November 20 2010 (Jeff Alan)
One of the worst things that happens during tough economic times is that the scammers always seem to come out of the wood work. Well now there’s good news for struggling homeowners.

The Federal Trade Commission (FTC) has announced the Mortgage Assistance Relief Services (MARS) Rule which bans providers of mortgage foreclosure and loan modification services from collecting fees until homeowners have a written offer from their lender of servicer that they decide is acceptable.

FTC Chairman Jon Leibowitz said, “At a time when many Americans are struggling to pay their mortgages, peddlers of so-called mortgage relief services have taken hundreds of millions of dollars from hundreds of thousands of homeowners without ever delivering results. By banning providers of these services from collecting fees until the customer is satisfied with the results, this rule will protect consumers from being victimized by these scams.”

The most significant consumer protection under the FTC’s new rule is the advance fee ban. Mortgage relief companies can no longer collect any fees until they provide a written offer from the homeowner’s mortgage lender or servicer that must include a description of the key changes to their mortgage and the result if the homeowner accepts the offer. The mortgage relief companies must also inform you of your right to reject the offer without any charge.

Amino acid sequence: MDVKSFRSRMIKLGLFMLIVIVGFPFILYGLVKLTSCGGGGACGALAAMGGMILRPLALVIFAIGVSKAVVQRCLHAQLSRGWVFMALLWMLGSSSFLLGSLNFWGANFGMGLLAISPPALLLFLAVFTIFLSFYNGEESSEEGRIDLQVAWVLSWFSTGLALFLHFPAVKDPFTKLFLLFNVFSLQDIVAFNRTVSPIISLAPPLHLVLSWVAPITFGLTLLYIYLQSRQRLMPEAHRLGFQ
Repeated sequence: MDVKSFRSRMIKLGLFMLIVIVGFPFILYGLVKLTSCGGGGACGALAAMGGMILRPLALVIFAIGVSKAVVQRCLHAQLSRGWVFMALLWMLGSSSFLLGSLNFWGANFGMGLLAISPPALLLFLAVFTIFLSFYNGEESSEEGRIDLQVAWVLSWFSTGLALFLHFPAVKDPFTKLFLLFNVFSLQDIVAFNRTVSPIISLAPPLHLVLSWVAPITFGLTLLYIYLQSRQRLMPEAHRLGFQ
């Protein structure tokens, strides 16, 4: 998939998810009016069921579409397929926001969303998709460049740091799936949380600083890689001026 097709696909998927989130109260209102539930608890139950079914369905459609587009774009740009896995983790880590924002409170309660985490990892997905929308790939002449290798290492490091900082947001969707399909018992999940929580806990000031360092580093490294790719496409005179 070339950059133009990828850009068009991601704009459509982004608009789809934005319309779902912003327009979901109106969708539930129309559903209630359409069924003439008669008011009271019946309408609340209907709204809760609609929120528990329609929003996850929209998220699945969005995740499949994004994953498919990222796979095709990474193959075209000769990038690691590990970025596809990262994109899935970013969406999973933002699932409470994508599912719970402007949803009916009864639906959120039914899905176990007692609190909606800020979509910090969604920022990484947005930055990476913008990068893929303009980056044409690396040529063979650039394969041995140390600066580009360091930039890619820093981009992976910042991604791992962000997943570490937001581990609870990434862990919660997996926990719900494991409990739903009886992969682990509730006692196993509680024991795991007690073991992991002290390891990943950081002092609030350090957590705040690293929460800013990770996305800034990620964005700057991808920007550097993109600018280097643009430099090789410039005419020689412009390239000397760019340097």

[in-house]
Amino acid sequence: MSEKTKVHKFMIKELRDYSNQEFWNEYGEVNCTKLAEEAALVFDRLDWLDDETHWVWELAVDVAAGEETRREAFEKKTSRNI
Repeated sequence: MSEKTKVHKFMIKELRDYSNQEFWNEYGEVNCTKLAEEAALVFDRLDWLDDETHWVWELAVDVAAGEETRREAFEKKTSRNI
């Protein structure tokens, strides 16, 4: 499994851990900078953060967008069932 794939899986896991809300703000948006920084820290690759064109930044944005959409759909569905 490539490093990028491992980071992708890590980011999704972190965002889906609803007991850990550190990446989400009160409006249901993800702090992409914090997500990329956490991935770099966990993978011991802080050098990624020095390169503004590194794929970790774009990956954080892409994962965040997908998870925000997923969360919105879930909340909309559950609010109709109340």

Mortgage relief companies must also explain in their communications to the homeowners that they can stop doing business with the company at any time, can accept or reject any offer that the company obtains from the lender or servicer, and, if they reject the offer, they don’t have to pay the company’s fee. The companies also must disclose the amount of the fee.

In addition, the rule bars mortgage relief companies from telling consumers to stop communicating with their lenders or servicers. Companies also must have reliable evidence to back up any claims they make about the benefits, performance, or effectiveness of the services they provide.

But buyer beware…it doesn’t mean that this will be the end of unscrupulous companies. Most of the scammers prey on homeowner ignorance, just like we’ve seen in so many other industries.

The new MARS rule also has a slightly different set of provisions if you decide to use an attorney. Attorneys are generally exempt from the rule if they meet three conditions:

– They are engaged in the practice of law;

– They are licensed in the state where the consumer or the dwelling is located; and

– They are complying with state laws and regulations governing attorney conduct related to the rule.

To be exempt from the advance fee ban, attorneys must meet a fourth requirement—they must place any fees they collect in a client trust account and abide by state laws and regulations covering such accounts. All provisions of the rule except the advance fee ban will become effective Dec. 29, 2010. The advance-fee ban provisions will become effective Jan. 31, 2011.

Tags: MARS, scammers, mortgage assistance relief, mortgage, foreclosure, mortgage foreclosure, homeowners, mortgage lenders, mortgage relief, advance fees